Seven Steps to Securing the Public Cloud

Step 1: Learn your responsibilities

This may sound obvious, but security is handled a little differently in the cloud. Public cloud providers such as Amazon Web Services, Microsoft Azure, and Google Cloud Platform run a shared responsibility model – meaning they ensure the security of the cloud, while you are responsible for anything you place in the cloud. Aspects such as physical protection at the datacenter, virtual separation of customer data and environments – that’s all taken care of by the public cloud providers. You might get some basic firewall type rules to govern access to your environment. But if you don’t properly configure them – for instance, if you leave ports open to the entire world – then that’s on you. So you’ve got to learn your security responsibilities.

Step 2: Plan for multi-cloud

Multi-cloud is no longer a nice-to-have strategy. Rather, it’s become a musthave strategy. There are many reasons why you may want to use multiple clouds, such as availability, improved agility, or functionality. When planning your security strategy start with the assumption that you’ll run multi-cloud – if not now, at some point in the future. In this way you can future-proof your approach.
Think about how you will manage security, monitoring, and compliance across multiple cloud providers, in separate systems and consoles. The easier the management experience the easier it is to cut incident response times, increase threat detection, and reduce compliance audit headaches. Not to mention aiding retention of valuable team members. Look for agentless solutions that allow you to monitor multiple cloud provider environments within a single SaaS console, reducing the number of tools, time, and people needed to manage security across multiple cloud accounts and regions.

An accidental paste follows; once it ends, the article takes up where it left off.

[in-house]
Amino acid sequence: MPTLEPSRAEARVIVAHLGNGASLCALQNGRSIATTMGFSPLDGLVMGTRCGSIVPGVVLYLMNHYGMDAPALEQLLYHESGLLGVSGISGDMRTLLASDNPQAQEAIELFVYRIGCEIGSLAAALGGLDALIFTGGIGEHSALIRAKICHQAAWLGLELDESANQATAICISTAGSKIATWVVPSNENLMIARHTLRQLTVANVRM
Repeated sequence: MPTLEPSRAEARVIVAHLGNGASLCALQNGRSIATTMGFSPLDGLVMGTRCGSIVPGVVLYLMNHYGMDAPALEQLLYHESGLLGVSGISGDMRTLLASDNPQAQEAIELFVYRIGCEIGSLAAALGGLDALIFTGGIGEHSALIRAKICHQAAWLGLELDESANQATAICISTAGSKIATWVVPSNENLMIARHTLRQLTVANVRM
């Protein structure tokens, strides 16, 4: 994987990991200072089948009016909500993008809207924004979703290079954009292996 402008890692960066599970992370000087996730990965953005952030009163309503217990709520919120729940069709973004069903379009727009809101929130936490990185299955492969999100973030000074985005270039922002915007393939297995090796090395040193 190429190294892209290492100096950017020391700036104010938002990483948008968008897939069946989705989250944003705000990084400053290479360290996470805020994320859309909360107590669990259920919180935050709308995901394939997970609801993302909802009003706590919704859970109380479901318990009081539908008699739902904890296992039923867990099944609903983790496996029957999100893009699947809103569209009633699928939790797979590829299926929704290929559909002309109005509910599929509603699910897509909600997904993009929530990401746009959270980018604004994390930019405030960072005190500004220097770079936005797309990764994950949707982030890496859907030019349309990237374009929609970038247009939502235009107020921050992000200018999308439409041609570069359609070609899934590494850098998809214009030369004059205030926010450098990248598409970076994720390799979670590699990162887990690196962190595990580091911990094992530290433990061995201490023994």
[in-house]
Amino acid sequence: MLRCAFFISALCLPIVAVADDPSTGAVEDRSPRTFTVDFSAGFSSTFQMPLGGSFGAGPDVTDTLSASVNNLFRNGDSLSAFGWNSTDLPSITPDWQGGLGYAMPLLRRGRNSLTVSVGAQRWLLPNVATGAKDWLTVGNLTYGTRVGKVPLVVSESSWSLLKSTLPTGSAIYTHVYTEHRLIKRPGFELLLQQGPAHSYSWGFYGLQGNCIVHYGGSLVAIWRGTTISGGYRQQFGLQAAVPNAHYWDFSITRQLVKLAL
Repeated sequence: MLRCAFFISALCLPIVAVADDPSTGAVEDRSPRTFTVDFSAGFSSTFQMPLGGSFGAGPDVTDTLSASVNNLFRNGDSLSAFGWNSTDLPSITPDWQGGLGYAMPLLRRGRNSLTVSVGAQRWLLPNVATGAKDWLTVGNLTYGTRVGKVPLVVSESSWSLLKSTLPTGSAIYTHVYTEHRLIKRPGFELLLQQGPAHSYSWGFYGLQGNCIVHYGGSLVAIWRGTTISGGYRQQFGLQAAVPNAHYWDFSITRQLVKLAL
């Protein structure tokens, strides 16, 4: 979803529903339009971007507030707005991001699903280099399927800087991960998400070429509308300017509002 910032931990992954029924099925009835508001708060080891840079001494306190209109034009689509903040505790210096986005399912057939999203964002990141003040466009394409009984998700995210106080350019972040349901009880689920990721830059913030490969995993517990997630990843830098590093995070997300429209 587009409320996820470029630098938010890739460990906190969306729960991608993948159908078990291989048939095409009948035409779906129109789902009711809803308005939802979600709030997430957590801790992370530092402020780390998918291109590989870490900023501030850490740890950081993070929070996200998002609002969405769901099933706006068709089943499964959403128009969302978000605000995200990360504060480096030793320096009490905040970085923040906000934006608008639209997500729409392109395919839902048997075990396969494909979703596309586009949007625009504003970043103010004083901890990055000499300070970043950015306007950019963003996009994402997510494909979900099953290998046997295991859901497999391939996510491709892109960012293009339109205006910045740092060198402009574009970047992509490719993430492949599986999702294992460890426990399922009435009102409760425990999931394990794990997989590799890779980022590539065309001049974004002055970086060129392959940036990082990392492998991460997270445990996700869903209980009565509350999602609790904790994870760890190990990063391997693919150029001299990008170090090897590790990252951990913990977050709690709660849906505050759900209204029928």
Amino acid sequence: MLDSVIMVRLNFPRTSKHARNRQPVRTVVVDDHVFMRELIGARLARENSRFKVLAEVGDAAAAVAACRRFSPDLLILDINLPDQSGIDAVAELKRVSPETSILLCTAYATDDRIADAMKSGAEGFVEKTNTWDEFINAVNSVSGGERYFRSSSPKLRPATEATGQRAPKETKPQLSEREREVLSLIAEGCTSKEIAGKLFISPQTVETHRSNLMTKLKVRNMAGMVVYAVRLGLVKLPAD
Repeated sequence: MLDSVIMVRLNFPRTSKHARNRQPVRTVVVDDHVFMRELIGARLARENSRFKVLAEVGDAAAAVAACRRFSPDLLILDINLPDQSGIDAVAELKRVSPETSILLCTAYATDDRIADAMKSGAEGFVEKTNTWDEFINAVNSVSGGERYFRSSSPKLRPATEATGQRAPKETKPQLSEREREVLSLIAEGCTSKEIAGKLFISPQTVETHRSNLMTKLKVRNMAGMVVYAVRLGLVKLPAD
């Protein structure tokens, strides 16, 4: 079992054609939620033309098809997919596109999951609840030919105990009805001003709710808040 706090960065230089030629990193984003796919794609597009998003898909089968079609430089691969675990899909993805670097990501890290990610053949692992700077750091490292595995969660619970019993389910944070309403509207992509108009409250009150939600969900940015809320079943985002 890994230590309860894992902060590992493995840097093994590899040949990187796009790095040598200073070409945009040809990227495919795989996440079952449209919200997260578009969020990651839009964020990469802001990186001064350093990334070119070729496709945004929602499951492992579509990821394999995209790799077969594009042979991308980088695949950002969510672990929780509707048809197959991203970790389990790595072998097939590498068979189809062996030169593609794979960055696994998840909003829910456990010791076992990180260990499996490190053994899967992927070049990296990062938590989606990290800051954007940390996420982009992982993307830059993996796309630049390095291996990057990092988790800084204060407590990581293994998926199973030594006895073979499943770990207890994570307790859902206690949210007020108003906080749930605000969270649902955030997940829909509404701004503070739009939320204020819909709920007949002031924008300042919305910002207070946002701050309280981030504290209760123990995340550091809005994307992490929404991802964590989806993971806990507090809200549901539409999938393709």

Step 3: See everything

If you can’t see it, you can’t secure it. That’s why one of the biggest barriers to getting your security posture right is getting accurate visibility of your infrastructure. Take advantage of tools that provide a real-time visualization of network topology and traffic flow, with a full inventory breakdown including hosts, networks, user accounts, storage services, containers, and serverless functions.
For enhanced visibility, look for tools able to identify potential vulnerabilities within your architecture so you can prevent a potential breach point. Potential risk areas include:

  • Databases with ports open to the public internet that could allow attackers to access them
  • Public Amazon S3 Simple Storage Services
  • Suspicious user login behaviors and API calls – such as multiple logins to the same account at the same time, or a user logging in from different parts of the world on the same day

Step 4: Integrate compliance into daily processes